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  • Dr. Srimoyee Sen

    Congratulations are in order for Dr. Srimoyee Sen, who has been selected for the 2023-24 LAS Award for Early Achievement in Research. Dr. Sen has undoubtedly demonstrated outstanding accomplishments and we are honored to have such a talented individual in our department.

  • Paul Canfield, Distinguished Professor Robert Allen Wright Professor Condensed Matter

    Dr. Paul Canfield honored by AAAS

    Paul Canfield, a Distinguished Professor in Liberal Arts and Sciences, the Robert Allen Wright Endowed Professor in Physics and Astronomy, a senior scientist at the Ames National Laboratory and a Member of the American Academy of Arts and Sciences.

    He’s being honored, “For distinguished contributions to the field of materials physics, particularly for his ability to cook up new intermetallic alloys with exotic properties that provide fundamental understanding.”

  • Distinguished Professor James Vary

    Congratulations to James Vary on being named Distinguished Professor in Liberal Arts and Sciences at Iowa State University.  Few colleagues achieve this distinction.  Thank you for your many contributions to our university!

  • solar eclipse

    Iowa State Daily: Essential information for the upcoming solar eclipse

    Read what Professor Steve Kawaler has to say about the total solar eclipse happening on Monday.

  • Costas Soukoulis

    Costas M. Soukoulis, the Iowa State University Frances M. Craig Endowed Chair and a Distinguished Professor of Physics and Astronomy, died March 14 at the age of 73. He was also a Senior Scientist at Ames National Laboratory and served at both institutions from 1984 until his retirement in 2020. 

    At Ames National Laboratory, Soukoulis led the research efforts in metamaterials for close to two decades. At Iowa State University, Soukoulis was a dedicated teacher in the Department of Physics and Astronomy and held courtesy appointments in the Departments of Materials Science and Engineering and Electrical and Computer Engineering.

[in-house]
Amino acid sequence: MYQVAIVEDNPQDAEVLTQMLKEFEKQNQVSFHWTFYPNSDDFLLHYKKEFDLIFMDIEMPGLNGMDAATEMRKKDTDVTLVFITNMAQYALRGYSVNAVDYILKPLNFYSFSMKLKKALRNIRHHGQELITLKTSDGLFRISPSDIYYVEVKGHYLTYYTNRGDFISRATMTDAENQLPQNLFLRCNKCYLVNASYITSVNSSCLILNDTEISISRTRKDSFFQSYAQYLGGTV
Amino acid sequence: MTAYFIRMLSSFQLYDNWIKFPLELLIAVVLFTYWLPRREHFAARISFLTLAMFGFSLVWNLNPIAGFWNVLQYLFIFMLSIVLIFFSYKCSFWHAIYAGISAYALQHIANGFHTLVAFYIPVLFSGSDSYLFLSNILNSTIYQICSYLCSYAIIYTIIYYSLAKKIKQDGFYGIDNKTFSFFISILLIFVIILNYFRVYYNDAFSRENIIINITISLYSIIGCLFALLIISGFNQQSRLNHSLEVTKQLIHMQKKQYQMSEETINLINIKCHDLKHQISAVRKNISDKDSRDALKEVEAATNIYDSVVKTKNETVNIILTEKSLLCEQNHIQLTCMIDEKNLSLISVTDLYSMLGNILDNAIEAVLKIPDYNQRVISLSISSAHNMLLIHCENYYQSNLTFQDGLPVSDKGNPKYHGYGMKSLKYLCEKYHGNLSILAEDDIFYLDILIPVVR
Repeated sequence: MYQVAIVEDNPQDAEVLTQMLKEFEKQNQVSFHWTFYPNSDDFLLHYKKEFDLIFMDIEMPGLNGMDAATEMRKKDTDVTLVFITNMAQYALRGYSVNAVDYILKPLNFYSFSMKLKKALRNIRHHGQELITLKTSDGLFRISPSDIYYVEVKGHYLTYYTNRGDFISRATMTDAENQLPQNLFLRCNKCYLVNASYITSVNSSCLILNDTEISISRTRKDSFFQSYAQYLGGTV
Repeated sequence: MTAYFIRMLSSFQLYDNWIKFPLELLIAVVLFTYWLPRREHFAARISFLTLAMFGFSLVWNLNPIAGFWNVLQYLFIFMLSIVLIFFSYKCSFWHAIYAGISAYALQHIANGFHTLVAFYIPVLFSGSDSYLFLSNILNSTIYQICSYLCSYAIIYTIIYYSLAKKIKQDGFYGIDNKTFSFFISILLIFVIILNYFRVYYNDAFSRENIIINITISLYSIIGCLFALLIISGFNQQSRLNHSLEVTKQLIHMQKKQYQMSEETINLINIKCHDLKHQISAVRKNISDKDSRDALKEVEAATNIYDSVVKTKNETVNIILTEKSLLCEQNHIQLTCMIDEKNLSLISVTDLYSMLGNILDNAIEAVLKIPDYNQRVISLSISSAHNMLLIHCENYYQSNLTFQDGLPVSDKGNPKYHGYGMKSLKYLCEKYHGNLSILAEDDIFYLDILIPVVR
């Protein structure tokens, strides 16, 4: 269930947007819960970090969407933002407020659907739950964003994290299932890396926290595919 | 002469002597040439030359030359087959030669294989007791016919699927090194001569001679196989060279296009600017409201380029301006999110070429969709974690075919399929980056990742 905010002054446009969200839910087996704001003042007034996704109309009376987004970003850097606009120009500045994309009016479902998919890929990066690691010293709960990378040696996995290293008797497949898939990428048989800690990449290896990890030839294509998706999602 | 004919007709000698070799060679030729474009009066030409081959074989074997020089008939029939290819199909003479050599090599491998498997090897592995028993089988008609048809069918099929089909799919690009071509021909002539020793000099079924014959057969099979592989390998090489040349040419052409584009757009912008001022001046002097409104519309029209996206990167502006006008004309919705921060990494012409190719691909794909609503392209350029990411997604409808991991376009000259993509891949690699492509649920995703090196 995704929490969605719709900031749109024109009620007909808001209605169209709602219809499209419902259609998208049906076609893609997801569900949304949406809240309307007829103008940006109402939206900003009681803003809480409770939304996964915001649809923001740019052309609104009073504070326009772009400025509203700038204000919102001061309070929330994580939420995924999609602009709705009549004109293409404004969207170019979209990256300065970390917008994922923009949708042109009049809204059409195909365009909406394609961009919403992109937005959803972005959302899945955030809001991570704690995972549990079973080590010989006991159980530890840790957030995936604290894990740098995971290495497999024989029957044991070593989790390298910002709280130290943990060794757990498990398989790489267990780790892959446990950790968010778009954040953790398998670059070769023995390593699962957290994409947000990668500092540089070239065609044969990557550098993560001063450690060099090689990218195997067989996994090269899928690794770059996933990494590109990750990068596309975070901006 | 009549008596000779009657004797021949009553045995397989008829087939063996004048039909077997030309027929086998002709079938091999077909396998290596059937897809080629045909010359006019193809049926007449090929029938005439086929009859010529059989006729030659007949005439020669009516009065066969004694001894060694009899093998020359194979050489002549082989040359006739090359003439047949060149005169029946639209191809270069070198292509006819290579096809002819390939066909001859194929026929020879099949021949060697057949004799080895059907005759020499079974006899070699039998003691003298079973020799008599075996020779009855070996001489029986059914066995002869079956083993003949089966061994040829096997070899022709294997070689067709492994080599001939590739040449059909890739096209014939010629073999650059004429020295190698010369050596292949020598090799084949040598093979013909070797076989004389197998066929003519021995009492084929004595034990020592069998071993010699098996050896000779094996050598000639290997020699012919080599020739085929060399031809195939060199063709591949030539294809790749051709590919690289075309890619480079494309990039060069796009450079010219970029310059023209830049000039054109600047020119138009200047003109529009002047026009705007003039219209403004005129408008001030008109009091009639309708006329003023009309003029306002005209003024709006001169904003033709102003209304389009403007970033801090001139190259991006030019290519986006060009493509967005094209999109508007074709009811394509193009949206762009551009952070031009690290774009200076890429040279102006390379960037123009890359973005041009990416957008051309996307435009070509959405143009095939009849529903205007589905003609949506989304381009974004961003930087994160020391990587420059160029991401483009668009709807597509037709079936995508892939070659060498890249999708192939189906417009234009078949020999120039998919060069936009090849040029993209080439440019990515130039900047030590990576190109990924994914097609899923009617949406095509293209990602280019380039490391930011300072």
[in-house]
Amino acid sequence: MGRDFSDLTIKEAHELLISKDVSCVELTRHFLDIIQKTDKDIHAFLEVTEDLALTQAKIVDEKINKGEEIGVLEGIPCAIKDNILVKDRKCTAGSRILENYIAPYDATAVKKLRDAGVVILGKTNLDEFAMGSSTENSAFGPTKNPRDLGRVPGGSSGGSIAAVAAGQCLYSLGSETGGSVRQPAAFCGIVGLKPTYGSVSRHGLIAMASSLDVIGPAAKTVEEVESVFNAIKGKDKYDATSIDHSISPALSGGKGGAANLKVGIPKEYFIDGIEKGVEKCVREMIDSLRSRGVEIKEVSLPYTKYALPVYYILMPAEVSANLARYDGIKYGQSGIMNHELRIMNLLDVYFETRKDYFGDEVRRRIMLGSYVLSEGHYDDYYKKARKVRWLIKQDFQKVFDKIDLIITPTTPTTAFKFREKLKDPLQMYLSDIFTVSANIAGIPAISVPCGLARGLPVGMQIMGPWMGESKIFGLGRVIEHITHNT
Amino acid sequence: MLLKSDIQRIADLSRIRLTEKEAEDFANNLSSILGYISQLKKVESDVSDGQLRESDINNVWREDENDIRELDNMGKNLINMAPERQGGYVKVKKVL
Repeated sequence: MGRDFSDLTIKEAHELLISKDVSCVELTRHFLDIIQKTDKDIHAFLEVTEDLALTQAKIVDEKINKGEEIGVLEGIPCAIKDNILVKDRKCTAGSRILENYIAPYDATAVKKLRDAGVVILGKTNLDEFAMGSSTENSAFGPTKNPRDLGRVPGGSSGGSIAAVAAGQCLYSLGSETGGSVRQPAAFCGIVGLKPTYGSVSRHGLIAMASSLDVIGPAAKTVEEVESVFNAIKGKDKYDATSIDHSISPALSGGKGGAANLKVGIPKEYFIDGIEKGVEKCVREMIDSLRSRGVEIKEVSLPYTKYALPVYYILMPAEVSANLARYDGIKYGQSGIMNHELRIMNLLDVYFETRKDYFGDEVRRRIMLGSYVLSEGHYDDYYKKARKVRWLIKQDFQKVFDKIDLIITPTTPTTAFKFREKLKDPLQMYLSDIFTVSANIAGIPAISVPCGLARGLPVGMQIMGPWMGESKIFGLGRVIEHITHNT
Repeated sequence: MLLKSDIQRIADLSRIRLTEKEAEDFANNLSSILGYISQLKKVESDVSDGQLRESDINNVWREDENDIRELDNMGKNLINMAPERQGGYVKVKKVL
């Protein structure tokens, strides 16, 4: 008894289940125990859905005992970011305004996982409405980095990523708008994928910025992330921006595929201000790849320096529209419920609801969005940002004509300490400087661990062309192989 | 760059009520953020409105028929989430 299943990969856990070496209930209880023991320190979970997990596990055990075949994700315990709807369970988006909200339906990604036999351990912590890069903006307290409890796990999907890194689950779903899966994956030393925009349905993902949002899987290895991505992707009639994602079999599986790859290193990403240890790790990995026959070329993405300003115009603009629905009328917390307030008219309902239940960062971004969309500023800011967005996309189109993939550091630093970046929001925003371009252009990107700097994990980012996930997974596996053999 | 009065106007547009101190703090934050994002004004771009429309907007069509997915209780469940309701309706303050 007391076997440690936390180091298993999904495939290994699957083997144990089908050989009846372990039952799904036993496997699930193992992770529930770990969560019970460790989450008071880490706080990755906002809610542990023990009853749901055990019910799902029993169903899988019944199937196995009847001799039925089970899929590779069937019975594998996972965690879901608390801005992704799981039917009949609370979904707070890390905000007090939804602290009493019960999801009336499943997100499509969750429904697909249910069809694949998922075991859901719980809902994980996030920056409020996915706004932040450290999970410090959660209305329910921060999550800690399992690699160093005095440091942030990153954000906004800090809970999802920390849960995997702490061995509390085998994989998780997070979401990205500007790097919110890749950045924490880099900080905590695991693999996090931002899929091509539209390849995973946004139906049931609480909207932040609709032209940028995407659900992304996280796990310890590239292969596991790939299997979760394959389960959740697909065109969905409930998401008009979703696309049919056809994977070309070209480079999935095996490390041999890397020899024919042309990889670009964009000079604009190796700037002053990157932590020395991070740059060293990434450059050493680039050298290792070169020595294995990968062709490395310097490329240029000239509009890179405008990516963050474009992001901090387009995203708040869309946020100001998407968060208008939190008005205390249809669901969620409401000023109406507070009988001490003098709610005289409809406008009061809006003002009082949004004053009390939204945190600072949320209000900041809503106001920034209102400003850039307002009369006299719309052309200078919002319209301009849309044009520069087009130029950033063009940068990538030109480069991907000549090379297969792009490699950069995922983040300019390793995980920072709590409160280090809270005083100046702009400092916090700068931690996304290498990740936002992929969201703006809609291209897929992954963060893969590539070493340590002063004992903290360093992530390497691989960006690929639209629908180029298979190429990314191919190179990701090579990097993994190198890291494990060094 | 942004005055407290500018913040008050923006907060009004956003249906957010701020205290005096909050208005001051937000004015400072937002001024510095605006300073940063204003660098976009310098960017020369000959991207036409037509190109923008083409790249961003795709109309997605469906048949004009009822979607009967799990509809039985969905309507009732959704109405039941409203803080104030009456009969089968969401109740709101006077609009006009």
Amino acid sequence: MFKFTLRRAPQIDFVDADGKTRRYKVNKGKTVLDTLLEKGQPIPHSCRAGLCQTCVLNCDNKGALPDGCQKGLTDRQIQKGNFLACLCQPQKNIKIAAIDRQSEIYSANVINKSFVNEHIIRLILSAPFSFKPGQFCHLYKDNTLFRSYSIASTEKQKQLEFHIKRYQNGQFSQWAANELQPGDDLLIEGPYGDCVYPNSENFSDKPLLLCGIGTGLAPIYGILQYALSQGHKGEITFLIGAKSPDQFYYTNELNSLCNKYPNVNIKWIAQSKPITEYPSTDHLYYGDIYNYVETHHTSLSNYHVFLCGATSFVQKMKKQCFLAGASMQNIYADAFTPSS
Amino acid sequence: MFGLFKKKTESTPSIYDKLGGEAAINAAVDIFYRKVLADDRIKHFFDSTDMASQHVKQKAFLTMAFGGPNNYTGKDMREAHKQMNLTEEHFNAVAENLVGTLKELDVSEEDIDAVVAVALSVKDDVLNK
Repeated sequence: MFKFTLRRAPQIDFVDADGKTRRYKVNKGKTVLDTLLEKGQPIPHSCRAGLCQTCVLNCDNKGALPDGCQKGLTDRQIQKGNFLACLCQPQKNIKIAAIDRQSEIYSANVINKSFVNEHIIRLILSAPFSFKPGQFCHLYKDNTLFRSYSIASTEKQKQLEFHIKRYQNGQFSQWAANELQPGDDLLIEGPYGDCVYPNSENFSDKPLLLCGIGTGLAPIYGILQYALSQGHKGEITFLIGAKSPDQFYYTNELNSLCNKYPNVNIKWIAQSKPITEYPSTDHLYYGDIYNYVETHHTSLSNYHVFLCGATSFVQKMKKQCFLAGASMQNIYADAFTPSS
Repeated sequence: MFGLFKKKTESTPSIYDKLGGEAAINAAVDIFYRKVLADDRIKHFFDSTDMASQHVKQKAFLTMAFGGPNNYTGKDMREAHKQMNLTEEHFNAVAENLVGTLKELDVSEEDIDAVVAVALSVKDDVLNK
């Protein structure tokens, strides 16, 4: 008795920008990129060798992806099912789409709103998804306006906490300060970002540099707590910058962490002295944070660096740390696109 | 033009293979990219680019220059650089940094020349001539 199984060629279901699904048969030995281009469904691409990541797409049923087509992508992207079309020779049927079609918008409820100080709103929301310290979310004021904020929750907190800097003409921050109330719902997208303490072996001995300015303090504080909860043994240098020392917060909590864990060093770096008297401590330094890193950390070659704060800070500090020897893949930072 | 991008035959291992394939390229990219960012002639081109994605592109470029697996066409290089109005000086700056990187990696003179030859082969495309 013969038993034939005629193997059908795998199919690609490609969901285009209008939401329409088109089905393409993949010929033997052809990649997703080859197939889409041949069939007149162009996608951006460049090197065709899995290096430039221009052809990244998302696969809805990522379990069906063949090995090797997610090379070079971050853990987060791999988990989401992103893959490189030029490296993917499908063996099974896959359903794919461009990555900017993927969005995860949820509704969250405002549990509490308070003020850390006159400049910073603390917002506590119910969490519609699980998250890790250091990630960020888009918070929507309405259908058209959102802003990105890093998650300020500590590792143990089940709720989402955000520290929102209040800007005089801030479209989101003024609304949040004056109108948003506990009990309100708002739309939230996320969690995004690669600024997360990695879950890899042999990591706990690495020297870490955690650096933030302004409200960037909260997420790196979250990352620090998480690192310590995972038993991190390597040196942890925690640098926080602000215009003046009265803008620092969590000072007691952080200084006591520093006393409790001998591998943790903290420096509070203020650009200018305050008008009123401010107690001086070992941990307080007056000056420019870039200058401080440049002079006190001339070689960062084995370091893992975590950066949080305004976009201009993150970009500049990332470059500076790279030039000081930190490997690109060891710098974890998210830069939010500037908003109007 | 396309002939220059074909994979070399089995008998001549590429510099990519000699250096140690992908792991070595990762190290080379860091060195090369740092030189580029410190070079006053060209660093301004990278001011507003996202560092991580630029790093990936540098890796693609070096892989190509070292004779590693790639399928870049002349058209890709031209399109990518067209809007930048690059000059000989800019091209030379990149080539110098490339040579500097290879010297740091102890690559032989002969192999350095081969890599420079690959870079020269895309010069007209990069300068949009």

• Undergraduate Kira Richards loves physics

    Cool Collisions

    Kira Richards (undergrad) shares her love of physics — and what she learned while helping commission a two-story, 1,000-ton particle detector. Also pictured in the article is undergrad Roman Sapp and graduate Pedro Nieto Marin.  

  • Congratulations to Adam Kaminski who has been named the Harmon-Ye Professor in the College of Liberal Arts and Sciences.  Named faculty positions are among the highest recognitions for scholarly excellence at U.S. research universities.  Adam is being recognized for his expertise in experimental condensed physics, especially for his pioneering contributions to ARPES (Angle Resolved Photoemission Spectroscopy).  He is an internationally recognized leader in the study and discovery of materials using photons to probe the electronic structure of materials including high temperature superconductors.  Adam has built and he operates one of two ARPES systems worldwide with unprecedented tunability and precision.

  • ISU graduate student Samuel Hauser

    Samuel Hauser was honored with the Best Poster Award during the annual meeting of the Superconducting Quantum Materials and Systems Center. Sam is presently a graduate student with Professor Jigang Wang.

    The Superconducting Quantum Materials and Systems Center, led by Fermi National Accelerator Laboratory, is one of five research centers funded by the U.S. Department of Energy as part of a national initiative to develop and deploy the world’s most powerful quantum computers and sensors.

  • Advanced Materials Vol. 35, No. 21

    Scientists from the Department of Physics and Astronomy discovered surprising role of magnetic defects in topological insulators. By performing “inelastic neutron scattering” (INS) experiments at the Oak Ridge National Laboratory, the team identified the magnetic interactions in dilute magnetic systems. More importantly, the interactions are found to be generally applicable to a wide range of topological insulators and explains the evolution of magnetism in such systems. The research is now published in Advanced Materials. Congratulations to Farhan Islam, Yongbin Lee, JinSu Oh, Lin Zhou, Liqin Ke, Robert J. McQueeney, and David Vaknin of Ames National Laboratory and Iowa State University; Daniel M. Pajerowski, Jiaqiang Yan, and Wei Tian of Oak Ridge National Laboratory.

  • Postdoc Daniel Carrera wins NASA grant

    Postdoc Daniel Carrera has won a NASA grant with Professor Jake Simon to study physical processes at work in the early Solar System. This award, which amounts to approximately $547,000 over 3 years, will use a novel approach to study both the growth of small grains and the gravitational collapse of these grains simultaneously in order to address one of the largest open questions in planet formation study: how are small bodies such as asteroids and comets formed?  Congrats to Daniel!

  • Citizen Scientists Lead Iowa State Astronomer to Mystery Objects in Space